Ocean acidification in the IPCC Working Group I Summary for Policymakers: extracts

The Summary for Policymakers (summarizing results from the IPCC Working Group I report) released last Friday includes information on ocean acidification at several places. Below are excerpts of the ocean acidification related material.

B.5 Carbon and Other Biogeochemical Cycles
The atmospheric concentrations of carbon dioxide (CO2), methane, and nitrous oxide have increased to levels unprecedented in at least the last 800,000 years. CO2 concentrations have increased by 40% since pre-industrial times, primarily from fossil fuel emissions and secondarily from net land use change emissions. The ocean has absorbed about 30% of the emitted anthropogenic carbon dioxide, causing ocean acidification (see Figure SPM.4). {2.2, 3.8, 5.2, 6.2,6.3}

Ocean acidification is quantified by decreases in pH. The pH of ocean surface water has decreased by 0.1 since the beginning of the industrial era (high confidence), corresponding to a 26% increase in hydrogen ion concentration (see Figure SPM.4). {3.8., Box 3.2}

E.7 Carbon and Other Biogeochemical Cycles
Climate change will affect carbon cycle processes in a way that will exacerbate the increase of CO2 in the atmosphere (high confidence). Further uptake of carbon by the ocean will increase ocean acidification. {6.4}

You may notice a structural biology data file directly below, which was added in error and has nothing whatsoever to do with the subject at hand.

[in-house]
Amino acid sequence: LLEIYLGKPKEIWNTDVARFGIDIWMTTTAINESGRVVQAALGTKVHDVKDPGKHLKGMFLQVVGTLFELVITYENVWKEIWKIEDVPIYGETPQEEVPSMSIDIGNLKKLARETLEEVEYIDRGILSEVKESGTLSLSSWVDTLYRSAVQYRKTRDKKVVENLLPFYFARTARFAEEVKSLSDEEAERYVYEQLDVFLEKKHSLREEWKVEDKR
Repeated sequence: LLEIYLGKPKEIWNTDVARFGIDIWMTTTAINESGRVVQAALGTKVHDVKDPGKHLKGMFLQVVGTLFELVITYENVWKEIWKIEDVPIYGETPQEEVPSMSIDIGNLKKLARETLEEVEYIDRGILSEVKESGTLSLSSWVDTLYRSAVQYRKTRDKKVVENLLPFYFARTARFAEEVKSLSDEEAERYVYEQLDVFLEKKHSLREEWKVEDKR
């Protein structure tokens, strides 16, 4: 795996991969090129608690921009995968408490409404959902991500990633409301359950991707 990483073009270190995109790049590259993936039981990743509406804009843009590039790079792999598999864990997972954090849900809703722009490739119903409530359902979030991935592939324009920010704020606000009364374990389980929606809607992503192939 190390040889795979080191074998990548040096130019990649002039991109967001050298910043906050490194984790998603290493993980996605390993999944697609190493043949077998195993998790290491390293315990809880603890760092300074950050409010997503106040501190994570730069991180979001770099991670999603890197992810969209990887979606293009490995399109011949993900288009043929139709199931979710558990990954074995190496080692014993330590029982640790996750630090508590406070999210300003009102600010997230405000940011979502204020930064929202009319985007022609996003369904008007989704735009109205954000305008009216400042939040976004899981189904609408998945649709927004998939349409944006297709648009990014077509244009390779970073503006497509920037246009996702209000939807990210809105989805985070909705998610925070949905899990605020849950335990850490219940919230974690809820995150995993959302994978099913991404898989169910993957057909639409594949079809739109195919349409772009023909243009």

Earth System Models project a global increase in ocean acidification for all RCP scenarios. The corresponding decrease in surface ocean pH by the end of 21st century is in the range of 0.06 to 0.07 for RCP2.6, 0.14 to 0.15 for RCP4.5, 0.20 to 0.21 for RCP6.0 and 0.30 to 0.32
for RCP8.5 (see Figures SPM.7 and SPM.8). {6.4}

Methods that aim to deliberately alter the climate system to counter climate change, termed geoengineering, have been proposed. Limited evidence precludes a comprehensive quantitative assessment of both Solar Radiation Management (SRM) and Carbon Dioxide
Removal (CDR) and their impact on the climate system. CDR methods have biogeochemical and technological limitations to their potential on a global scale. There is insufficient knowledge to quantify how much CO2 emissions could be partially offset by CDR on a century timescale. Modelling indicates that SRM methods, if realizable, have the potential to substantially offset a global temperature rise, but they would also modify the global water cycle, and would not reduce ocean acidification. If SRM were terminated for any reason, there is high confidence that global surface temperatures would rise very rapidly to values consistent with the greenhouse gas forcing. CDR and SRM methods carry side effects and long-term consequences on a global scale. {6.5, 7.7}

Figures SPM.4, 7 and 8

Intergovernmental Panel on Climate Change, 27 September 2013. Report.


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